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Train Deep Learning Networks in Parallel

This example shows how to run multiple deep learning experiments on your local machine. Using this example as a template, you can modify the network layers and training options to suit your specific application needs. You can use this approach with a single or multiple GPUs. If you have a single GPU, the networks train one after the other in the background. The approach in this example enables you to continue using MATLAB® while deep learning experiments are in progress.

As an alternative, you can use Experiment Manager to interactively train multiple deep networks in parallel. For more information, see Run Experiments in Parallel.

Prepare Data Set

Before you can run the example, you must have access to a local copy of a deep learning data set. This example uses a data set with synthetic images of digits from 0 to 9. In the following code, change the location to point to your data set.

datasetLocation = fullfile(matlabroot,"toolbox","nnet", ...

If you want to run the experiments with more resources, you can run this example in a cluster in the cloud.

  • Upload the data set to an Amazon S3 bucket. For an example, see Work with Deep Learning Data in AWS.

  • Create a cloud cluster. In MATLAB, you can create clusters in the cloud directly from the MATLAB Desktop. For more information, see Create Cloud Cluster (Parallel Computing Toolbox).

  • Select your cloud cluster as the default, on the Home tab, in the Environment section, select Parallel > Select a Default Cluster.

Load Data Set

Load the data set by using an imageDatastore object. Split the data set into training, validation, and test sets.

imds = imageDatastore(datasetLocation, ...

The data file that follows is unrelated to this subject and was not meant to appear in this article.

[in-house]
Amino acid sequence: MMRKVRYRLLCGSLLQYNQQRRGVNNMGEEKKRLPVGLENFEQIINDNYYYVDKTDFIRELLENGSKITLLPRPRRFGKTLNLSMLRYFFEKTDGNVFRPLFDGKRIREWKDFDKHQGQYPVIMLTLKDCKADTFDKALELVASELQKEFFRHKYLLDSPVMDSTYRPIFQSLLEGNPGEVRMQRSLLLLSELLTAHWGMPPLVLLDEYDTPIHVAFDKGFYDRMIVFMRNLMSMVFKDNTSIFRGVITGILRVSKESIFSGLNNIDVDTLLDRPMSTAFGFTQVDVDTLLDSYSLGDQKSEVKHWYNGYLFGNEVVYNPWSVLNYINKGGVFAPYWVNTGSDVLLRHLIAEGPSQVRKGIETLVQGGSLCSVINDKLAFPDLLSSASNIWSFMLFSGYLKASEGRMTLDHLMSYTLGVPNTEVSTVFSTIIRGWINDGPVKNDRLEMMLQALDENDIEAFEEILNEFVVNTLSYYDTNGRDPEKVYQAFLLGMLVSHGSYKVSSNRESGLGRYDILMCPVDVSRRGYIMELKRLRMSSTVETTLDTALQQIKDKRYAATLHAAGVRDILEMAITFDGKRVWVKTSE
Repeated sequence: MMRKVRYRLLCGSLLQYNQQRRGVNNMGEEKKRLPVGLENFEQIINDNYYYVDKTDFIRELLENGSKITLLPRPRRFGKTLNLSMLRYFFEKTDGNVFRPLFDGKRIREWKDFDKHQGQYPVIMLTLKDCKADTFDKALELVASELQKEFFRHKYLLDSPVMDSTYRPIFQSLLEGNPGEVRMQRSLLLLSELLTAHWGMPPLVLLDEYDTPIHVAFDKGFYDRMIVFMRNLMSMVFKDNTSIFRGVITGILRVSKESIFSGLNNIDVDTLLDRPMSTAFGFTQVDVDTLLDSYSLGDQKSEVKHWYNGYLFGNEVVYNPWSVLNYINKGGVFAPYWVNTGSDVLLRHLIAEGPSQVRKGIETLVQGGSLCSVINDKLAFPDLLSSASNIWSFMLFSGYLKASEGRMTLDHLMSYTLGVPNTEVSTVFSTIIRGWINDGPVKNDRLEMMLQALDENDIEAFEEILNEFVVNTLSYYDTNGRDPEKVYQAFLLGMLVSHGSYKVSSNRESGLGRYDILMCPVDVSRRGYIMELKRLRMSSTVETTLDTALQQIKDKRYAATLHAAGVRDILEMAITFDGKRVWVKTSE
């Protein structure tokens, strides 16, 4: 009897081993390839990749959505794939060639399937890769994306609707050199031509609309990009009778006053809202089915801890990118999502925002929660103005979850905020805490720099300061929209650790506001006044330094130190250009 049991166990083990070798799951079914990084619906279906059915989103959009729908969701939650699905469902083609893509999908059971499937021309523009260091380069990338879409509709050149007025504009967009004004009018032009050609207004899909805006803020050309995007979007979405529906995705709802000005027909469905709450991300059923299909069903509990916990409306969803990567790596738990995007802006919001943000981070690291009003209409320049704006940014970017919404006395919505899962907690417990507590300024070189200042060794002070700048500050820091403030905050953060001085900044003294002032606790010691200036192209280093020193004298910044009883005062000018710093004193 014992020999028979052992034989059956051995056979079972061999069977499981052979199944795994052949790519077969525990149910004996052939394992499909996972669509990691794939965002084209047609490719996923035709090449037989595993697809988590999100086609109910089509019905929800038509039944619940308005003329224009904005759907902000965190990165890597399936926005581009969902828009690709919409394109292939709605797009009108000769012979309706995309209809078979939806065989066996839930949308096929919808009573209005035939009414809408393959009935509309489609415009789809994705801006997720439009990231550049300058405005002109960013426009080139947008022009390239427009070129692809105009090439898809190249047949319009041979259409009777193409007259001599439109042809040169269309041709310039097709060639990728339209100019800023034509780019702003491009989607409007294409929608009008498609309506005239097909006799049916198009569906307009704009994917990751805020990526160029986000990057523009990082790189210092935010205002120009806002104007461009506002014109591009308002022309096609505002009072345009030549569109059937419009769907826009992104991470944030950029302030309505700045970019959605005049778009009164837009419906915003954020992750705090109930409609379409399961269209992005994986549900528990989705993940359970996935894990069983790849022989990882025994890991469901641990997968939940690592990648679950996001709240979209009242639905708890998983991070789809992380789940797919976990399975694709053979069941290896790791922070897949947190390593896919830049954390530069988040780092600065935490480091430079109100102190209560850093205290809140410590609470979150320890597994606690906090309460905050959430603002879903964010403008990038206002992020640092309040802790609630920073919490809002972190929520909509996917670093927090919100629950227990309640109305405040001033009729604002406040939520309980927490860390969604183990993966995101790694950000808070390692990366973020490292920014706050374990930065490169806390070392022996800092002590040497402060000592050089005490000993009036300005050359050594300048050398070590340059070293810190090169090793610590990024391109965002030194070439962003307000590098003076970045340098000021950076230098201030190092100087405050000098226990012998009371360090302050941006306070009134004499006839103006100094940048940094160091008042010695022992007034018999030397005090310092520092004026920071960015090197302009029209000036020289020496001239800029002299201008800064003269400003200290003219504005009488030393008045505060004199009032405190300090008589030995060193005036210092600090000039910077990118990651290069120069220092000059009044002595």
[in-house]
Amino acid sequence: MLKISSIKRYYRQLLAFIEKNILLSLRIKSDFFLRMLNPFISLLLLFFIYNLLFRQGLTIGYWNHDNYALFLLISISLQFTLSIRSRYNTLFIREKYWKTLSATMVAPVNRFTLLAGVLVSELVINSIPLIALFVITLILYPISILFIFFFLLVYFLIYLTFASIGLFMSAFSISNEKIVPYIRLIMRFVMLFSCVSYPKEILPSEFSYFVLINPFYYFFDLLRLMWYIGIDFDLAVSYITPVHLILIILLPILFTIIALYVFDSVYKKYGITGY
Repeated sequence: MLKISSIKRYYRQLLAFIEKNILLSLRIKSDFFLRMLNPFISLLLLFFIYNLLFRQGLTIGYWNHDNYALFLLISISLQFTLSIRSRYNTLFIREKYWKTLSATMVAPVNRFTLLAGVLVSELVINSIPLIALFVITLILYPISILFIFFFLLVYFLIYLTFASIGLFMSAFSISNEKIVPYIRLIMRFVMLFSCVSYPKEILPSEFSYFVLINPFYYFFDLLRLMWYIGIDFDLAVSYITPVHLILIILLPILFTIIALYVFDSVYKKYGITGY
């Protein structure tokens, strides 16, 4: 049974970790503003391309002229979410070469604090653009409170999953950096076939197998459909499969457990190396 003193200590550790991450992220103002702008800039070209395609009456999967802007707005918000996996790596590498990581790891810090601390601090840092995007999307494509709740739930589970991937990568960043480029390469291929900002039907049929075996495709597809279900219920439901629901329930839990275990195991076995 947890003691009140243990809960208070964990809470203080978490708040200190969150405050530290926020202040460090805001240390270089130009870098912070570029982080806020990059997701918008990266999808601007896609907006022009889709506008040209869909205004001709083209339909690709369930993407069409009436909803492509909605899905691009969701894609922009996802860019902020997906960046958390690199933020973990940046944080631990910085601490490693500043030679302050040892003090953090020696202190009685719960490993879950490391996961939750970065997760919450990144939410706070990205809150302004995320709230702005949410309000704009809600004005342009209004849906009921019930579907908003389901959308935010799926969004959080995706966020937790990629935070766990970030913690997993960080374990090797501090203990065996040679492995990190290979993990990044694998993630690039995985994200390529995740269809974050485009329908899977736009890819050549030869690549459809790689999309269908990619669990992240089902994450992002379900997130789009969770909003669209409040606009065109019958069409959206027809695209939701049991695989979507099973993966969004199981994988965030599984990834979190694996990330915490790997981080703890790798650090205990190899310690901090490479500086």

IncludeSubfolders=true, ...

[imdsTrain,imdsValidation,imdsTest] = splitEachLabel(imds,0.8,0.1);

To train the network with augmented image data, create an augmentedImageDatastore. Use random translations and horizontal reflections. Data augmentation helps prevent the network from overfitting and memorizing the exact details of the training images.

imageSize = [28 28 1];
pixelRange = [-4 4];
imageAugmenter = imageDataAugmenter( ...
    RandXReflection=true, ...
    RandXTranslation=pixelRange, ...
augmentedImdsTrain = augmentedImageDatastore(imageSize,imdsTrain, ...

Train Networks in Parallel

Start a parallel pool with as many workers as GPUs. You can check the number of available GPUs by using the gpuDeviceCount (Parallel Computing Toolbox) function. MATLAB assigns a different GPU to each worker. By default, parpool uses your default cluster profile. If you have not changed the default, parpool opens a process-based pool. This example was run using a machine with 2 GPUs.

numGPUs = gpuDeviceCount("available");
Starting parallel pool (parpool) using the 'Processes' profile ...
Connected to parallel pool with 2 workers.

To send training progress information from the workers during training, use a parallel.pool.DataQueue (Parallel Computing Toolbox) object. To learn more about how to use data queues to obtain feedback during training, see the example Use parfeval to Train Multiple Deep Learning Networks.

dataqueue = parallel.pool.DataQueue;